This is the house. You’ll decorate it with content, text, images or videos. There are also many providers.

The most well-known are:




But most platforms are not clear about what they offer... Some basic services are only offered in more expensive plans. And I don’t like that. So I chose a CMS that offers both a domain name and hosting at a clear price. That way, you have all services gathered into one price and (almost) one payment.

I chose SiteJet. It’s less well known, and it’s good. Their design templates are modern, clean and simple. The domain name costs about 20$ a year. Their hosting and CMS cost 75$ a year. They’re great value for money. Finally, they also have good support through Slack.

These are the 5 things I check when selecting a provider for a website:

  1. Domain name
  2. Hosting (speed)
  3. CMS (ease of use and features)
  4. Support
  5. Price

3. The content

3.1. Copy or design?

Should you start by writing your website copy first or should you start by designing it? Usually a mix of both.

Here is what I do:

  1. List the general structure of my webpage text on a document
  2. Try out design ideas in Canva
  3. Write the whole text on the same document as in #1
  4. Choose a template in the CMS and adapt the design ideas from Canva to it
  5. Adapt the text and design to fit if needed
  6. Add the text to the CMS
  7. Add the images and videos where needed

3.2. Copy

My favourite website structure is:

  1. Why
  2. How
  3. What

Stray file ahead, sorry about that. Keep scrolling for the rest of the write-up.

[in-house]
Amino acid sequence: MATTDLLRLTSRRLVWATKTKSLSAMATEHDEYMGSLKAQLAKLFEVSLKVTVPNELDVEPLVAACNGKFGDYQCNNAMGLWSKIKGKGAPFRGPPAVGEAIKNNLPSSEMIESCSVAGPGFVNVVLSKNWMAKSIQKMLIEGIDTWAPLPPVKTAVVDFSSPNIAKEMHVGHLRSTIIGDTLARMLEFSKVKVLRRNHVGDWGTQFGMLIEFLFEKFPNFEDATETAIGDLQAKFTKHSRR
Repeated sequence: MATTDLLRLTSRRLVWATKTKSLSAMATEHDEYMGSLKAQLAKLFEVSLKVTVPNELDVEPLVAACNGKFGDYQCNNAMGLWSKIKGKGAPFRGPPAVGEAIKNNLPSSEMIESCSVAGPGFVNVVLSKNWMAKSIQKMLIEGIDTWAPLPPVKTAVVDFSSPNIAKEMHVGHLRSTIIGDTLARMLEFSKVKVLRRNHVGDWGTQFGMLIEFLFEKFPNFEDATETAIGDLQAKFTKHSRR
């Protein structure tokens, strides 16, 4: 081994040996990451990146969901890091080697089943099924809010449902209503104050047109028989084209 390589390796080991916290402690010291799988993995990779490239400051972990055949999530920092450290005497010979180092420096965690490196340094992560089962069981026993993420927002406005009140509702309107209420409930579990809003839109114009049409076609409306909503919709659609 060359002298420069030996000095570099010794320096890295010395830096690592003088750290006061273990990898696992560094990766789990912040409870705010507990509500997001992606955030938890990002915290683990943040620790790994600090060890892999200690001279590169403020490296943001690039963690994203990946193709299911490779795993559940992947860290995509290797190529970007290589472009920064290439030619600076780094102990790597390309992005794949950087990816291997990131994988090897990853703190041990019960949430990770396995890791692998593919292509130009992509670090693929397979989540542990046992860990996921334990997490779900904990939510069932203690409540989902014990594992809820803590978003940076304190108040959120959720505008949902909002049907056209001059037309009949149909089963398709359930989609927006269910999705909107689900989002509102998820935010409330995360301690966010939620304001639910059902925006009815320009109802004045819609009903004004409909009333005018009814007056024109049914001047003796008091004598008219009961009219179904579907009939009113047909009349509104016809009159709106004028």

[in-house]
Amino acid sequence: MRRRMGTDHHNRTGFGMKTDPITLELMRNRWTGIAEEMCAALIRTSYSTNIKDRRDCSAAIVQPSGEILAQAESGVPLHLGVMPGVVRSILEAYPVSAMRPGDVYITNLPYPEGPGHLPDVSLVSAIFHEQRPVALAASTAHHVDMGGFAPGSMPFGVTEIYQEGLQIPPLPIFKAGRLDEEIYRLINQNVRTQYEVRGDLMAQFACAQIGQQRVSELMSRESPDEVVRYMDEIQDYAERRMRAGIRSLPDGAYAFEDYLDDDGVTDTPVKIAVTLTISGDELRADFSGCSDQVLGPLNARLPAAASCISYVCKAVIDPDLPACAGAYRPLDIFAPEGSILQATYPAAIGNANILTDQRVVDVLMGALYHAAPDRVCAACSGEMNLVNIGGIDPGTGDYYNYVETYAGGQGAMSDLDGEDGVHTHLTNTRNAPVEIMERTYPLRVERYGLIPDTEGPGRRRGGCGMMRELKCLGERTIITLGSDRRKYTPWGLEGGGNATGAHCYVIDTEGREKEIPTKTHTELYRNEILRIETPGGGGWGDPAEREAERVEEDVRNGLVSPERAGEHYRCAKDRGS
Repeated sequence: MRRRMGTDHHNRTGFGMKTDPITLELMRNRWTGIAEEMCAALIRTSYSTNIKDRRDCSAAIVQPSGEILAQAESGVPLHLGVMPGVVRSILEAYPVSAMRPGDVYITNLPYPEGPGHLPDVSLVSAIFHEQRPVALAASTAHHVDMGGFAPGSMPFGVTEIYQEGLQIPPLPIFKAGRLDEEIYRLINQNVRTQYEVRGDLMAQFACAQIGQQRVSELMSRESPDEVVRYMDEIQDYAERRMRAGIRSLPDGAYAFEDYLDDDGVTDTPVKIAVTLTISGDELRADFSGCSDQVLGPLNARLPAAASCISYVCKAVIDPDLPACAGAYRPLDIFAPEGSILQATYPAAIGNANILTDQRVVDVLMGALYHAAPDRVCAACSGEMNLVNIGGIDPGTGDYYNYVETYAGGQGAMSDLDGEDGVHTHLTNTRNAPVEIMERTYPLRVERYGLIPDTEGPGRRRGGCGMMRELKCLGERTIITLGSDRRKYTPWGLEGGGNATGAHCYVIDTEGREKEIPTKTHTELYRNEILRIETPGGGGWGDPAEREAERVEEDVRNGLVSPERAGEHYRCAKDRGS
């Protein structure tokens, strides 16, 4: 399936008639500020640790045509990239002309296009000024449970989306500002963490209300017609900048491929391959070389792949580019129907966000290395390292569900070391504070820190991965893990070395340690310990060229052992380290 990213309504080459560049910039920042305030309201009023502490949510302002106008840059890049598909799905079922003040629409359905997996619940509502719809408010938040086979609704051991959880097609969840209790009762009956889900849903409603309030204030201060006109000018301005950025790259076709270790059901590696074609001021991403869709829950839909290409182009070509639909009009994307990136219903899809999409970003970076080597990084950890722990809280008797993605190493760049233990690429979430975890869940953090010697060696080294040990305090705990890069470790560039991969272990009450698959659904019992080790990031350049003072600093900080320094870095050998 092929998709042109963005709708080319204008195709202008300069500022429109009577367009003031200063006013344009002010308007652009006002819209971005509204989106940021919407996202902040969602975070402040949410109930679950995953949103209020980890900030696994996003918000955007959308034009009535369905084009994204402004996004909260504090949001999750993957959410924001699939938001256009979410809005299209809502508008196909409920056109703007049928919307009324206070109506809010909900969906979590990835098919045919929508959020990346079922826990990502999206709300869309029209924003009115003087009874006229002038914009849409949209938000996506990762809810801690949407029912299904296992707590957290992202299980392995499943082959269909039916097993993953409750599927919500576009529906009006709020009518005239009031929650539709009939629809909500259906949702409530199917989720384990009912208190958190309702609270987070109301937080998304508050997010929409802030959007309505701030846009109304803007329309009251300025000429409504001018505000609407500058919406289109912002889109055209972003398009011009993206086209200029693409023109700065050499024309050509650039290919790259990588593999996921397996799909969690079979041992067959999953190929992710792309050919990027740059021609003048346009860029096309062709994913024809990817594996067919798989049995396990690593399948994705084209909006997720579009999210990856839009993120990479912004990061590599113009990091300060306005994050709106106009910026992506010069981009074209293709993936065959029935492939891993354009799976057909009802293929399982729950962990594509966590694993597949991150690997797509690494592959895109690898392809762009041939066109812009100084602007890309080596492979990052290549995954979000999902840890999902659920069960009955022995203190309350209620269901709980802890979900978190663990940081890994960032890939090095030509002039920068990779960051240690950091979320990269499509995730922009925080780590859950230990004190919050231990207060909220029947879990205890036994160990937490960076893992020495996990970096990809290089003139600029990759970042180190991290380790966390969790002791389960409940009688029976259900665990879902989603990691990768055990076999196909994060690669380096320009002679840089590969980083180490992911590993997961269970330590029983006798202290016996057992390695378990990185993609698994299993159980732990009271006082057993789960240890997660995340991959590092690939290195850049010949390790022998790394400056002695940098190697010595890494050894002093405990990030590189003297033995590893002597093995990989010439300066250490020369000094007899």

It comes from a TED Talk by Simon Sinek about the Golden Circle.

When we talk, we usually use the structure what, how and what. It’s fine, it’s not great. What sparks us is to start with why.

3.2.1. Why

Why is it important?

What’s in it for me?

What is your ideal client issue?

Why starts the topic.

You already worked on the why when creating your Ideal Client Avatar. You replied to questions like:

What do they fear now?

What can’t they stand?

Who do they envy?

That’s also the start of your copy.

Start with their problem, issue or challenge. Make it about them.

3.2.2. How

Explain how you work, not what you do.

How does it work?

Do you have any routine?

Which tools do you use?

What’s your workflow?

Those kinds of things.

3.2.3. What

What is it exactly that you do?

That’s what most people write and talk about. The exact details of your work, services or products.

3.2.4. Tone of voice

A message is about:

60% body language

30% tone of voice

10% content

When we write, we deliver only 10% of what we mean. Except when you use your tone of voice.

Write like you talk. It’ll get closed to real life. You’ll deliver more than 10% of what you mean.

Don’t write some corporate professional jargon. A result-oriented professional doesn’t even start to describe who you are.

So how do you talk?

3.2.5. Edit vs Censor

Express yourself with your own words. Tell and show who you are. Don’t abuse. That’s the difference between editing and censorship.

Editing is checking your text for typos, grammar mistakes, parts that seem unclear or words you’d prefer to use, or not.

For example, some people swear more than others. You don’t have to swear. If you do, you need to make a choice. Will you keep all those F* words in your text? How much do they tell about you? If that is really how you talk, then go ahead and use them.